Frequency 1550 was a mobile city game that used GPS and UMTS technology to let pupils of the secondary schools actively learn about history instead of passively absorb knowledge. The aim of Frequency 1550 was to bring the Middle Ages alive for pupils, within their history lessons. In 2008, the mobile history game received a SpinAward in the category best gaming concept.
In the beginning of 2005, Frequency 1550 was played for the first time. The reactions were overwhelmingly positive, as well within Waag Society as with the participating schools. The first pilot even was an item in the Dutch television news. It was decided to play Frequency 1550 again in 2006/2007. The strong and weak points of this first pilot were evaluated, and the game was played again in an enhanced edition with 10 Amsterdam school classes. In the summer of 2007 we could therefore again see groups of schoolchildren with their mobile phones in the city, sending their media to the 'Head Quarter', follow directions given and trying to solve puzzles and coping with difficult assignments.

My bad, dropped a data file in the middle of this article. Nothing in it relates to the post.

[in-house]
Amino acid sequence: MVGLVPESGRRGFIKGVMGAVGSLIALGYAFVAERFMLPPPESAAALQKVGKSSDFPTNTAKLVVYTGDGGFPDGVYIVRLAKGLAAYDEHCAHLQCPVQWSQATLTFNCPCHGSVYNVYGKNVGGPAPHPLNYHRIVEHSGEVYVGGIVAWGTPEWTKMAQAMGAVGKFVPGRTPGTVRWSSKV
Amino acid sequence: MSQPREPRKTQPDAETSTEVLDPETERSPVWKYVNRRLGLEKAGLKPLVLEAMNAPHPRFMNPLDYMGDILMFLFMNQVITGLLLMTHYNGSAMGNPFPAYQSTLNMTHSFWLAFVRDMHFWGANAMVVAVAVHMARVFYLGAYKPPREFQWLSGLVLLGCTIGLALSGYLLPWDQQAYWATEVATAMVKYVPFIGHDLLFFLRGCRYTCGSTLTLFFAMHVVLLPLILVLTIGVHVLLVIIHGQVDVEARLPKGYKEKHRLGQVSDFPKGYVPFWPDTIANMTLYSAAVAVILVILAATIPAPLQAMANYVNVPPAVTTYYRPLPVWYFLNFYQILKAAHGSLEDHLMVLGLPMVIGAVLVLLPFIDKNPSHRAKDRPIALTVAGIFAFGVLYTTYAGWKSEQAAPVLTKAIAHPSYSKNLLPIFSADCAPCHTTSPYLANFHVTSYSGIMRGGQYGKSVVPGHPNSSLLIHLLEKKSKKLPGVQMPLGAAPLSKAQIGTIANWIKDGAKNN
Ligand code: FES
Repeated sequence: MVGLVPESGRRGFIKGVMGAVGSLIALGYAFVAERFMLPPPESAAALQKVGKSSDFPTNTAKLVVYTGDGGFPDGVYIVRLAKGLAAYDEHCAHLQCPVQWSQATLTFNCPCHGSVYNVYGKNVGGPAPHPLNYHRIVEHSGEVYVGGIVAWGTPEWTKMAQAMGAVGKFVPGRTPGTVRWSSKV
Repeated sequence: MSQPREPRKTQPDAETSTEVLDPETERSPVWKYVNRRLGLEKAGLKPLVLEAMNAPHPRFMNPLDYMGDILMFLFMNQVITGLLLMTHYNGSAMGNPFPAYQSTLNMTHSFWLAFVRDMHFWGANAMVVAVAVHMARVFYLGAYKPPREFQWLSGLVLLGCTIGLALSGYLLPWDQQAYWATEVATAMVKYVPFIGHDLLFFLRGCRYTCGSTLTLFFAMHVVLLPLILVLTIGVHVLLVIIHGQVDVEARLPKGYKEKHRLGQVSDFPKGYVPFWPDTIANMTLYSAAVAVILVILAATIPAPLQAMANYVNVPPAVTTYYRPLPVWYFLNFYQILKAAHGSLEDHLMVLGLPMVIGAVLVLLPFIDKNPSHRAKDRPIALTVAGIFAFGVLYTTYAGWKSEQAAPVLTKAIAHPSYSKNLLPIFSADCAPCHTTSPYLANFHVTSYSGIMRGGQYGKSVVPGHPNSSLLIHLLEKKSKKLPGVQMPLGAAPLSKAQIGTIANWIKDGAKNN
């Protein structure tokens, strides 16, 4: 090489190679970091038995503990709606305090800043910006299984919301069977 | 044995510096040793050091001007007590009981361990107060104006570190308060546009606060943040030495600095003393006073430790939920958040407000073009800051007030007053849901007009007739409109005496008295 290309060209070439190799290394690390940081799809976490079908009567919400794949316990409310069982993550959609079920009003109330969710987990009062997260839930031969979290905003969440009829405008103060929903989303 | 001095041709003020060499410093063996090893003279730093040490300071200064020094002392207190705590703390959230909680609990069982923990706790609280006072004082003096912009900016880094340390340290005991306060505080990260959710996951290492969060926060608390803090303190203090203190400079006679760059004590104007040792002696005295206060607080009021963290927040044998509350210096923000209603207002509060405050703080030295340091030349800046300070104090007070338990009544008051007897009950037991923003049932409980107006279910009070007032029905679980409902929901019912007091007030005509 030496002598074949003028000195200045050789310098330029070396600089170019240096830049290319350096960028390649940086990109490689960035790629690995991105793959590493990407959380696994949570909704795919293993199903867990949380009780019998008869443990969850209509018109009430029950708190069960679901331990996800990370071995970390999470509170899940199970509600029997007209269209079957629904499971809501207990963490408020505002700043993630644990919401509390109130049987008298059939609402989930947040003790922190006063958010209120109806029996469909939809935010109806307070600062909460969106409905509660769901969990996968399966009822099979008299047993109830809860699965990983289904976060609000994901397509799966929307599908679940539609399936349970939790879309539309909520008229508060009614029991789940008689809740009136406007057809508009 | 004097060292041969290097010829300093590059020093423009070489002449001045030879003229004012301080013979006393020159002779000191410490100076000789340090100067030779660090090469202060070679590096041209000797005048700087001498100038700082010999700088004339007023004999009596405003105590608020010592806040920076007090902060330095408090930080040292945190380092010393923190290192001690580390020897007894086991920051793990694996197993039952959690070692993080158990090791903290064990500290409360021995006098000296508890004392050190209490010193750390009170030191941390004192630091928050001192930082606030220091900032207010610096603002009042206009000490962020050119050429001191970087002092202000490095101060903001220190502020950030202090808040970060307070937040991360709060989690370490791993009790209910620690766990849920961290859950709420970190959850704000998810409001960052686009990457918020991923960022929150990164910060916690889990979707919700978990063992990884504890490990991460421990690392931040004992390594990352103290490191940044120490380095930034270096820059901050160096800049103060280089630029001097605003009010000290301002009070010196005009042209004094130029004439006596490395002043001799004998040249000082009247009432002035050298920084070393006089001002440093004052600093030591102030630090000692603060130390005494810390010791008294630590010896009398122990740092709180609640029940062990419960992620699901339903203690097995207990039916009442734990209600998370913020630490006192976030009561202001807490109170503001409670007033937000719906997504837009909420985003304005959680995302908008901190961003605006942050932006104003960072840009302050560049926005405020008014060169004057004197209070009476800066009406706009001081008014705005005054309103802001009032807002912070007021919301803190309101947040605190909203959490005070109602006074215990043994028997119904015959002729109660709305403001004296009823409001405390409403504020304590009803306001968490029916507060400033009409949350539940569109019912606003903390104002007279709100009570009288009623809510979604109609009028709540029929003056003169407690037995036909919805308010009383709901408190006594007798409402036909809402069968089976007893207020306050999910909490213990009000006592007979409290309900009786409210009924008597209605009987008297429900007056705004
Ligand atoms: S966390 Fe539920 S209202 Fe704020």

Research was carried out to measure the effects of 'gaming' on learning by the University Utrecht and the University of Amsterdam. One of the results was that pupils that played the mobile game scored significantly higher on a knowledge test then pupils who had the same material in a traditional lesson.
This was a project in cooperation with Montessori Scholengemeenschap Amsterdam, Open Schoolgemeenschap Bijlmer, the IVLOS (UU), de ILO (UvA) and KPN. The project was partly financed by Kennisrotonde (Kennisnet ICT on Schools) and the Mondriaan Foundation.
The content of Frequency 1550 was further developed on the 7scenes platform for mobile tours and games.